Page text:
I expected to wake up today with a full head cold. Instead, when I woke up, my cold had gone. Completely gone. I was astonished. But it seems to be what ‘colds’ are for me these days. One day my nose is streaming; next day it’s stopped.
And so today I’ve been thinking with a clear head – about governments.
I sometimes wonder whether it’s governments that initiate smoking bans, and get pressure groups like ASH to provide the ‘independent’ advice that they want. But for the most part almost all the evidence suggests that it’s pressure groups like ASH that push smoking bans, and governments are driven by Tobacco Control pressure groups that include ASH, WHO, BMA, RCP, and all sorts of other NGOs.
And I also wonder how these pressure groups manage to get governments to introduce smoking bans. And the answer, it would seem, is that they tell governments that there will be tremendous benefits and zero costs from such bans.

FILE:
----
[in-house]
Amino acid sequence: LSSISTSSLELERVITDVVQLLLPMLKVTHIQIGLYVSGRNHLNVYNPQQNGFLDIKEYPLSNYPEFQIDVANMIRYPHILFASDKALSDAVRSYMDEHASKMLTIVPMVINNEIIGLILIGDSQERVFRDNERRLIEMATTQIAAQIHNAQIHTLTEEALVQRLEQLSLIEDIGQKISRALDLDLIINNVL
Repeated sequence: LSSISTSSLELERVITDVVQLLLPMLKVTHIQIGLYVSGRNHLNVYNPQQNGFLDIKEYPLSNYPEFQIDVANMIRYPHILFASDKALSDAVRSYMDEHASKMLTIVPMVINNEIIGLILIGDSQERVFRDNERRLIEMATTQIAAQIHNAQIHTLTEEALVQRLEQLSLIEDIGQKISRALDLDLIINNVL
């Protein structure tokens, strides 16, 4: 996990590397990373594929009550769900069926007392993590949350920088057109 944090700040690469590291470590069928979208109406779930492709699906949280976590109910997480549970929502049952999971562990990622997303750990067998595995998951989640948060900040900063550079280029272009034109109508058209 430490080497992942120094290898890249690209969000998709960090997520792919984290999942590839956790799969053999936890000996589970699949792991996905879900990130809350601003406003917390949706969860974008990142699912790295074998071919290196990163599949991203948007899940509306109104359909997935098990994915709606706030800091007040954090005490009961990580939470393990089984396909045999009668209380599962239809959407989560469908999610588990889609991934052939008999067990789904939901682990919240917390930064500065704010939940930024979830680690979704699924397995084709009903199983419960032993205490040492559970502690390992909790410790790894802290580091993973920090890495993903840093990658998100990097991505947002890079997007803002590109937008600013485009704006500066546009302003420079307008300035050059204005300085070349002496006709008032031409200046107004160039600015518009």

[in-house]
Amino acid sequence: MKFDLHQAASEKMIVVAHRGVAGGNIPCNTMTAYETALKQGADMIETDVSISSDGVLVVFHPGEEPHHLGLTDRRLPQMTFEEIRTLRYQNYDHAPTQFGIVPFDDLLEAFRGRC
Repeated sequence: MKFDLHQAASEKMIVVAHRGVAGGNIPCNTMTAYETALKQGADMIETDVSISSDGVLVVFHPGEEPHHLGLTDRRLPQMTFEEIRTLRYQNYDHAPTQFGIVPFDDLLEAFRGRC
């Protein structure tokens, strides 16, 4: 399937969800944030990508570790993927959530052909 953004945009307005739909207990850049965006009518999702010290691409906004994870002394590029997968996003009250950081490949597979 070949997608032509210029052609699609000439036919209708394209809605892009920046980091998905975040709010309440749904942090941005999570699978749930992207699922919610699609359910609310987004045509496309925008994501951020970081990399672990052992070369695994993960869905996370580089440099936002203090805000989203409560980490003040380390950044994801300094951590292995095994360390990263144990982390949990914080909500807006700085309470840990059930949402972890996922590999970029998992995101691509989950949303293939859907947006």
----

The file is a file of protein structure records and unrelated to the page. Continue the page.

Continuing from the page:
It’s not very hard to guess what governments are told. First they’re told that smoking is the cause of more or less every disease known to humanity, and that if they can just get people to quit smoking, they’ll all live another 10 or 20 years longer. And then governments are told that most smokers – 70% of them – really want to quit smoking, and the slight extra incentive of a smoking ban will be just the ticket to achieve that. And then, when governments express concerns about whether smoking bans might damage hospitality businesses, they’d be told that, on the contrary, the departing smokers will be replaced by all the non-smokers who’ve hitherto been staying away from smoke-filled pubs and cafes (plus all the smokers who are now joyfully quitting smoking). Far from emptying, pubs and cafes will be busier than ever. And, in addition, governments would be told that worker productivity would rise as worker health improved and people stopped taking smoking breaks. It was win-win all the way. There was no downside. None at all. And every promise would have been supported by academic studies with graphs and tables and confidence intervals, all nicely printed in colour on glossy paper – the kind of thick glossy paper you instantly believe in.